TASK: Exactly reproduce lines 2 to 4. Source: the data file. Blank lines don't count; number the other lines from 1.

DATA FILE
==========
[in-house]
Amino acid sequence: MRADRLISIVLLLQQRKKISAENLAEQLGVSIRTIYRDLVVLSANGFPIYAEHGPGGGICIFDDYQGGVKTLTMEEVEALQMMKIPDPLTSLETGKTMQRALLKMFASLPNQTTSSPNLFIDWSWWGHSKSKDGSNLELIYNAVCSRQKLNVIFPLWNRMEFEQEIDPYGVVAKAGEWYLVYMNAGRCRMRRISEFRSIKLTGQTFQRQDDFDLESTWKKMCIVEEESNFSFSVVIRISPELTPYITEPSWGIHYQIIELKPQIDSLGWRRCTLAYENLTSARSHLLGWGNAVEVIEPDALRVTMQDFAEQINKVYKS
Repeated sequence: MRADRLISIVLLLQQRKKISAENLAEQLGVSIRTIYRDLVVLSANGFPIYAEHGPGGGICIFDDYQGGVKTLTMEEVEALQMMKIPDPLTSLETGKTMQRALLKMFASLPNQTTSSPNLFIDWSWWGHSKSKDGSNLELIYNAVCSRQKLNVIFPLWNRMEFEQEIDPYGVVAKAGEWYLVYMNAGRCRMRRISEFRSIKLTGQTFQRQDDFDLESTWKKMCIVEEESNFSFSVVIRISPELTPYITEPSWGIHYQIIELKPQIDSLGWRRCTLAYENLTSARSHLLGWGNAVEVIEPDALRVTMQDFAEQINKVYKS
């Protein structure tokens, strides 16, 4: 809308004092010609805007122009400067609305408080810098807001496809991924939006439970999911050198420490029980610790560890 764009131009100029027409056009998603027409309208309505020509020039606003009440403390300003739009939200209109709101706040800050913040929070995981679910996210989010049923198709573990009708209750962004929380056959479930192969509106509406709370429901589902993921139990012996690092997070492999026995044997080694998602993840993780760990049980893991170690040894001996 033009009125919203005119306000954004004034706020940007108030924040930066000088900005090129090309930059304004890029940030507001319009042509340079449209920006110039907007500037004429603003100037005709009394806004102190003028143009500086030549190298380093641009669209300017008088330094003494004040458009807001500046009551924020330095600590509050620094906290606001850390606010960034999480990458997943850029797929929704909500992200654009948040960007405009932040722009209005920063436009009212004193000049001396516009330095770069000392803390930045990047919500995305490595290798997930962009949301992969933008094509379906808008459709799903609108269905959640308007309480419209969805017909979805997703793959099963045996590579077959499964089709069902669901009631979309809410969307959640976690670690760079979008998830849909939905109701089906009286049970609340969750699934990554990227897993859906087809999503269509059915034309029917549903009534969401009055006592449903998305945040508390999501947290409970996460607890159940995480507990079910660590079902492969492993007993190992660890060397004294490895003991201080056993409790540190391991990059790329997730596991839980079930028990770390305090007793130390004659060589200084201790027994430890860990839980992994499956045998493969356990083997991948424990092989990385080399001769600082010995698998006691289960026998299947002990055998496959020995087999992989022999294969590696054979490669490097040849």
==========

Amino acid sequence: MRADRLISIVLLLQQRKKISAENLAEQLGVSIRTIYRDLVVLSANGFPIYAEHGPGGGICIFDDYQGGVKTLTMEEVEALQMMKIPDPLTSLETGKTMQRALLKMFASLPNQTTSSPNLFIDWSWWGHSKSKDGSNLELIYNAVCSRQKLNVIFPLWNRMEFEQEIDPYGVVAKAGEWYLVYMNAGRCRMRRISEFRSIKLTGQTFQRQDDFDLESTWKKMCIVEEESNFSFSVVIRISPELTPYITEPSWGIHYQIIELKPQIDSLGWRRCTLAYENLTSARSHLLGWGNAVEVIEPDALRVTMQDFAEQINKVYKS
Repeated sequence: MRADRLISIVLLLQQRKKISAENLAEQLGVSIRTIYRDLVVLSANGFPIYAEHGPGGGICIFDDYQGGVKTLTMEEVEALQMMKIPDPLTSLETGKTMQRALLKMFASLPNQTTSSPNLFIDWSWWGHSKSKDGSNLELIYNAVCSRQKLNVIFPLWNRMEFEQEIDPYGVVAKAGEWYLVYMNAGRCRMRRISEFRSIKLTGQTFQRQDDFDLESTWKKMCIVEEESNFSFSVVIRISPELTPYITEPSWGIHYQIIELKPQIDSLGWRRCTLAYENLTSARSHLLGWGNAVEVIEPDALRVTMQDFAEQINKVYKS
């Protein structure tokens, strides 16, 4: 809308004092010609805007122009400067609305408080810098807001496809991924939006439970999911050198420490029980610790560890 764009131009100029027409056009998603027409309208309505020509020039606003009440403390300003739009939200209109709101706040800050913040929070995981679910996210989010049923198709573990009708209750962004929380056959479930192969509106509406709370429901589902993921139990012996690092997070492999026995044997080694998602993840993780760990049980893991170690040894001996 033009009125919203005119306000954004004034706020940007108030924040930066000088900005090129090309930059304004890029940030507001319009042509340079449209920006110039907007500037004429603003100037005709009394806004102190003028143009500086030549190298380093641009669209300017008088330094003494004040458009807001500046009551924020330095600590509050620094906290606001850390606010960034999480990458997943850029797929929704909500992200654009948040960007405009932040722009209005920063436009009212004193000049001396516009330095770069000392803390930045990047919500995305490595290798997930962009949301992969933008094509379906808008459709799903609108269905959640308007309480419209969805017909979805997703793959099963045996590579077959499964089709069902669901009631979309809410969307959640976690670690760079979008998830849909939905109701089906009286049970609340969750699934990554990227897993859906087809999503269509059915034309029917549903009534969401009055006592449903998305945040508390999501947290409970996460607890159940995480507990079910660590079902492969492993007993190992660890060397004294490895003991201080056993409790540190391991990059790329997730596991839980079930028990770390305090007793130390004659060589200084201790027994430890860990839980992994499956045998493969356990083997991948424990092989990385080399001769600082010995698998006691289960026998299947002990055998496959020995087999992989022999294969590696054979490669490097040849």